In STEM, University research on October 19, 2015 at 12:15 pm
The cover to John Cisna’s book about his diet experiment and leap to fame, via Amazon.
So much science, so little time.
The last few weeks have seen Iowans and Iowa universities garnering attention for so many controversial, strange and cool science-related ventures it’s hard to keep up. For example:
- An Iowa high school science teacher’s experiment with a McDonald’s-only diet made him famous. Now health advocates say his presentations to students around the country are thinly veiled commercials for the fast-food chain.
- University of Iowa engineers are coming out of their shells to flex their electronic mussels. (Ba-dump ching!)
- And teachers are using digital textbooks to spy on their students’ performance – with an eye on improving it, an Iowa State University professor says.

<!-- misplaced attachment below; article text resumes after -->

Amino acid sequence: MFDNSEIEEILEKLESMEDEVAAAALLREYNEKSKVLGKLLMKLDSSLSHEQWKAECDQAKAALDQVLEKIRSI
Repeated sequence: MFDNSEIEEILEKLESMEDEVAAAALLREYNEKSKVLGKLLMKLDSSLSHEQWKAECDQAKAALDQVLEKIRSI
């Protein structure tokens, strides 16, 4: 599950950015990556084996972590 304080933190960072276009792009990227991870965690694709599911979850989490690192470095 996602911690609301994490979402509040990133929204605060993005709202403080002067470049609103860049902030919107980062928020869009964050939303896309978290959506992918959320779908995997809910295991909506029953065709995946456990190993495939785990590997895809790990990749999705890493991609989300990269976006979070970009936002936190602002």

In STEM on August 10, 2015 at 7:38 am
An April 2015 photo at California’s Lake Isabella. Once a tourist destination, the lake is going dry in an inexorable drought. Climate scientists say such severe weather episodes are more likely as global warming rises. Photo credit: Chris Wronski via photopin (license).
Thursday’s meeting of the Iowa Board of Education was almost as notable for what didn’t happen as for what did.
The board voted to adopt a modified version the Next Generation Science Standards (NGSS) as the science criteria for Iowa students in kindergarten through 12th grade. It was unanimous.
In adopting the standards, the board followed the recommendation of two Iowa Department of Education panels. The most recent one worked since last fall to weigh numerous sets of science education standards – including those Iowa currently uses – and chose the NGSS. The board of science educators and industry representatives said the NGSS are best suited to help Iowa children grasp not only science’s fundamentals, but also how science works and how to weigh evidence, making them better prepared to learn on their own and judge competing scientific claims.
The outcome was not completely unexpected, but the way it happened surprised me. It could foreshadow a change in the debate over science and climate change.